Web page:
The cerebellum is the part of the brain in charge with motor control as well as some cognitive functions like attention and language. This part of the brain is also important for some emotional functions (pleasure responses). Even though the cerebellum does not actually initiate movement, this part of the brain is important for further actions regarding movement - coordination, precision and accurate timing.
After receiving many signals from other parts of the brain as well as the spinal cord, the cerebellum integrates the signals and provides with fine motor activity. This is the reason why any damage to the cerebellum always leads not to paralysis, but disorders regarding fine movement, coordination, equilibrium, posture and motor learning.
Acute Cerebellar Ataxia
Acute cerebellar ataxia is ataxia originating from the cerebellum i.e. ataxia that develops as a consequence of damage to this part of the brain. The term ataxia refers to a neurological sign characterized by gross lack of coordination of muscle movement.
Acute cerebellar ataxia in children (especially if they are younger than 3 years of age) most commonly develops several weeks after a child has suffered some viral infection. Chickenpox, Coxsackie disease and echovirus infection are some of potential triggers of ataxia in children.
Apart from the mentioned acute cerebellar ataxia may be closely related to intake of alcohol, some medications or even occur after one has been exposed to increased amount of insecticides. Damage to the cerebellum like bleeding into this area, infection or abscess inside the cerebellum or cerebellar stoke are several more potential causes of acute cerebellar ataxia. Finally, the condition may develop in patients suffering from multiple sclerosis.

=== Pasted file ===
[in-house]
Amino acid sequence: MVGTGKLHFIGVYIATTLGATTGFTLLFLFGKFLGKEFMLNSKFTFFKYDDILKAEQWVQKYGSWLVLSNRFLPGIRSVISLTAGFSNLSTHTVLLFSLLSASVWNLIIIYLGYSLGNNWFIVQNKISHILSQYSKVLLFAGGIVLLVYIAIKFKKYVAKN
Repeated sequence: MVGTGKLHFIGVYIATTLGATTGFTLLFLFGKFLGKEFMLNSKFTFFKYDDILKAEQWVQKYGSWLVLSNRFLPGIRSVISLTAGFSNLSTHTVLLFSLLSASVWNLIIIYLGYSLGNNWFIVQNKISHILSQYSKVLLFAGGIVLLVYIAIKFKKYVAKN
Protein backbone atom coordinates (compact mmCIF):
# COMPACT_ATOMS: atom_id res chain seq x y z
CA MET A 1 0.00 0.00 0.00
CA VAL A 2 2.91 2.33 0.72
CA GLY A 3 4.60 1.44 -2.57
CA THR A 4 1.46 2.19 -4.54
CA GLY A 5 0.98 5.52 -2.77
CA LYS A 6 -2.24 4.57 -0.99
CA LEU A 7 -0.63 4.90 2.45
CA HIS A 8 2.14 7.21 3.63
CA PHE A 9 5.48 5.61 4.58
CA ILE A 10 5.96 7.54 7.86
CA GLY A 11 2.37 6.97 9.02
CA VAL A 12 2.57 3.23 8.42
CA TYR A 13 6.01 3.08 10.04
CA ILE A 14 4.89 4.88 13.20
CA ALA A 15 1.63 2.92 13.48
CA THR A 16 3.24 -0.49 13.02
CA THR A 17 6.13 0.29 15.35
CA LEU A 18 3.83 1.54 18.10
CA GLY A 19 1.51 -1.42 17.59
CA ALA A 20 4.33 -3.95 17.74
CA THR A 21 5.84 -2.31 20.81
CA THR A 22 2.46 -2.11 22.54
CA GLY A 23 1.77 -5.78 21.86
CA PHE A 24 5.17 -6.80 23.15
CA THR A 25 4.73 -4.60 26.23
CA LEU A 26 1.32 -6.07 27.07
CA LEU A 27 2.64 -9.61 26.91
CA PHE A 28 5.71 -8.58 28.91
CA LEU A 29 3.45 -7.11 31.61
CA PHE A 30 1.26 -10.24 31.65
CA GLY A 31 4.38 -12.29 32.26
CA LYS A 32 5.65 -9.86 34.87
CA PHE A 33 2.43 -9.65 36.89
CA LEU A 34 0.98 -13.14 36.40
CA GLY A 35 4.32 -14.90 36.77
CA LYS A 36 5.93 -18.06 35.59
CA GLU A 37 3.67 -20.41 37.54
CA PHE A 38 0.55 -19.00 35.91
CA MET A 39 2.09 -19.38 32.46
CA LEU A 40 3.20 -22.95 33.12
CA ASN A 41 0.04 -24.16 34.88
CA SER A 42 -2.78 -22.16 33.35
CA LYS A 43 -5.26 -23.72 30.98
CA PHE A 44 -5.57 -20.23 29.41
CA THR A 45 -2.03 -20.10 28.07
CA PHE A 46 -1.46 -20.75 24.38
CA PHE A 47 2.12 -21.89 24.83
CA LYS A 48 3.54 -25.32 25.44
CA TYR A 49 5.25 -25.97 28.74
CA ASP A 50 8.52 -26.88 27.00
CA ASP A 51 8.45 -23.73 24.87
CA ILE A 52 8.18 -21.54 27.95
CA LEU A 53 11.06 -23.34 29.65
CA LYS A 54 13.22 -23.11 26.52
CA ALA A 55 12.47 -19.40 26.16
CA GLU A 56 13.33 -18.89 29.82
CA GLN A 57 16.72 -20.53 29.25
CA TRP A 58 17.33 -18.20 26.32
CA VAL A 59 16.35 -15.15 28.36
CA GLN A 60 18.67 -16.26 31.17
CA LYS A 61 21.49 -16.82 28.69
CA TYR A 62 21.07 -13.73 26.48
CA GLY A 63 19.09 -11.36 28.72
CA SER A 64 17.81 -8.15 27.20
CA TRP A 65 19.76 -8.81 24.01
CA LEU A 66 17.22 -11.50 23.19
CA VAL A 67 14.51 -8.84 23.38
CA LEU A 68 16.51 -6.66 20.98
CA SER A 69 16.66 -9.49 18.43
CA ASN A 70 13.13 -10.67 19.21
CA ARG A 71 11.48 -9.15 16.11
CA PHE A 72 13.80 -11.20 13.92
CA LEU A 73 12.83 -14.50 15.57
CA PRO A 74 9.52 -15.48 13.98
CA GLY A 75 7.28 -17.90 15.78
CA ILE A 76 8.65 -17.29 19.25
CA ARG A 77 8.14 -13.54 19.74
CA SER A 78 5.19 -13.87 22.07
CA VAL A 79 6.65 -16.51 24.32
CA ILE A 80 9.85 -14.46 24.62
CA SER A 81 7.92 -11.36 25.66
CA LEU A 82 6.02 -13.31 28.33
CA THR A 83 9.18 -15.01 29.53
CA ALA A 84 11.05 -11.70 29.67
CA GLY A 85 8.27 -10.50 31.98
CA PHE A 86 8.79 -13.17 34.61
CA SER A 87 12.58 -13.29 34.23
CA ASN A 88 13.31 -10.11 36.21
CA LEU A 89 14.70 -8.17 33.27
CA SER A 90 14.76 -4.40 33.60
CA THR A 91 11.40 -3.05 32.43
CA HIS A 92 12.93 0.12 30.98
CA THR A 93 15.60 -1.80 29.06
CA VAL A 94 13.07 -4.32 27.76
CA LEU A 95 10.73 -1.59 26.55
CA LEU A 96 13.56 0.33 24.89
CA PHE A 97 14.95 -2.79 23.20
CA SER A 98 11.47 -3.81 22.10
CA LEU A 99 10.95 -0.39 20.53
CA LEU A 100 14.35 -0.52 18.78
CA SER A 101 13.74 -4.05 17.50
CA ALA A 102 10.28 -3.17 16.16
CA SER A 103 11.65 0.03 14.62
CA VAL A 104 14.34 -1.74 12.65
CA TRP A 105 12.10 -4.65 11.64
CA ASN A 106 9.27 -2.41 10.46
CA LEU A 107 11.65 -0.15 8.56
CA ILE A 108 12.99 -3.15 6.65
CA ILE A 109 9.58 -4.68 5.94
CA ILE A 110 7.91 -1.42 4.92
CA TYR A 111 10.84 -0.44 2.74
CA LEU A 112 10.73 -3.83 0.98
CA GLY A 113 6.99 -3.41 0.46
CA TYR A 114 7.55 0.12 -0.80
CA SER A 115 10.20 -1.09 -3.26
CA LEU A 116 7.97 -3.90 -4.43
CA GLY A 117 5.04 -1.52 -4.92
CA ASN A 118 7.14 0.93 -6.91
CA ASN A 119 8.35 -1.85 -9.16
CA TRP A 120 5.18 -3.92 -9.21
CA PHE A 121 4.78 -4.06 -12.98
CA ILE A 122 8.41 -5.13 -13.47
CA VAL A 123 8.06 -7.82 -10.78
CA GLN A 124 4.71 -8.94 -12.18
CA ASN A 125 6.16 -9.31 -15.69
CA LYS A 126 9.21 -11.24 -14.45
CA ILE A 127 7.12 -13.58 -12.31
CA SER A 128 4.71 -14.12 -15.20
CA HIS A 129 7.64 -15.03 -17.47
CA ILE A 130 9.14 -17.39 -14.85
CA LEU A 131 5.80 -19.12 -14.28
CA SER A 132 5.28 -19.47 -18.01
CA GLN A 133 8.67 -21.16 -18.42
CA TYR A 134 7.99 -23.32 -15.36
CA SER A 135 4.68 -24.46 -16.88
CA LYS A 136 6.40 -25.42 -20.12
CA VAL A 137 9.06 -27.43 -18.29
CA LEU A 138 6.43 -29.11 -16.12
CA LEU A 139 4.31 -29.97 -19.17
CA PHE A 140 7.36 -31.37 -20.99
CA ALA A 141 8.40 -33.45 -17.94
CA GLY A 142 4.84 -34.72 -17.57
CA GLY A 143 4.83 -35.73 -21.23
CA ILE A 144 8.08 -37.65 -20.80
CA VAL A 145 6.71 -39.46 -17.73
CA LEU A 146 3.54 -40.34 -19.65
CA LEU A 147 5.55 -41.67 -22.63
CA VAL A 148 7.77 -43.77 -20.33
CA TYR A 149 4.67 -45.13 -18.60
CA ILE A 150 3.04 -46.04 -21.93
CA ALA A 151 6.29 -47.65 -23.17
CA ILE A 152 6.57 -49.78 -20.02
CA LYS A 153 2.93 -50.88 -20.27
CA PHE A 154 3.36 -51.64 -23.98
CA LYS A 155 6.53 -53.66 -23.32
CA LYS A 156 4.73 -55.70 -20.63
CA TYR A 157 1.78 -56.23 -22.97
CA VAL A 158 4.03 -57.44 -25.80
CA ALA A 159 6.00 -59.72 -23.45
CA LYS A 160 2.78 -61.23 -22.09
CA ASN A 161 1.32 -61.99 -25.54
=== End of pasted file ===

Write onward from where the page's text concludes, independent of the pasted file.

Acute Cerebellar Ataxia Clinical Characteristics
Problem with movement may affect the middle part of the body (the area from the neck to the hips) or there is difficulty moving extremities.
In such patients the body moves side-to-side while they are sitting. In the same position the body may also move back-to-front. Even the combination of the two is possible. If one tries to reach for some item, the hand usually sways back and forth.
Furthermore, one develops dysarthria (clumsy speech pattern), nystagmus (repetitive eye movements), unsteady gait and uncoordinated eye movements.
Diagnosis and Treatment for Acute Cerebellar Ataxia
Doctors carefully investigate patient's medial history, perform a thorough neurological examination and try to figure out what the underlying cause of the condition may be. Additional help is obtained from CT scan or MRI of the head and spinal tap.
Treatment basically depends on the underlying causes. It can be conservative or surgical.
Finally, the prognosis of acute cerebellar ataxia varies a lot. Full recovery is expected in people who have had a viral infection while stoke, bleeding into the cerebellum or some more complex infections may cause permanent damage to the cerebellum and leave one with different neurological sequelae.